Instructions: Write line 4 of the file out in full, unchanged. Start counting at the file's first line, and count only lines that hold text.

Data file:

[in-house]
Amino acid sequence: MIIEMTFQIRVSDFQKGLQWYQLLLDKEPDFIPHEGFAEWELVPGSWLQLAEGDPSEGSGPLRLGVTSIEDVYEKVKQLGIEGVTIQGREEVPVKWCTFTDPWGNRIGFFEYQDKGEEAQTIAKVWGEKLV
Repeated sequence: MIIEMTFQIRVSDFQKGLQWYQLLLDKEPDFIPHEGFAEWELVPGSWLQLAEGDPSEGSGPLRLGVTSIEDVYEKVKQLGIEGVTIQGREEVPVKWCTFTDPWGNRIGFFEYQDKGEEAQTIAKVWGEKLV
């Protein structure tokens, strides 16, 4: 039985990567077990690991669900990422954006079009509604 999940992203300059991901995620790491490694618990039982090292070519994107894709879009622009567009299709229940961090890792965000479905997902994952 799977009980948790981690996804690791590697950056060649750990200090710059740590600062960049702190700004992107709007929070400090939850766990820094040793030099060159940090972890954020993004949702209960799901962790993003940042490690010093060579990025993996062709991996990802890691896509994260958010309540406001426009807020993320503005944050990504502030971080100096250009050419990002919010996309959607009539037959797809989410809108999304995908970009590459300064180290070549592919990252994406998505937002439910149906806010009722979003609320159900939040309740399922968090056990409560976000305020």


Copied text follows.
């Protein structure tokens, strides 16, 4: 039985990567077990690991669900990422954006079009509604 999940992203300059991901995620790491490694618990039982090292070519994107894709879009622009567009299709229940961090890792965000479905997902994952 799977009980948790981690996804690791590697950056060649750990200090710059740590600062960049702190700004992107709007929070400090939850766990820094040793030099060159940090972890954020993004949702209960799901962790993003940042490690010093060579990025993996062709991996990802890691896509994260958010309540406001426009807020993320503005944050990504502030971080100096250009050419990002919010996309959607009539037959797809989410809108999304995908970009590459300064180290070549592919990252994406998505937002439910149906806010009722979003609320159900939040309740399922968090056990409560976000305020």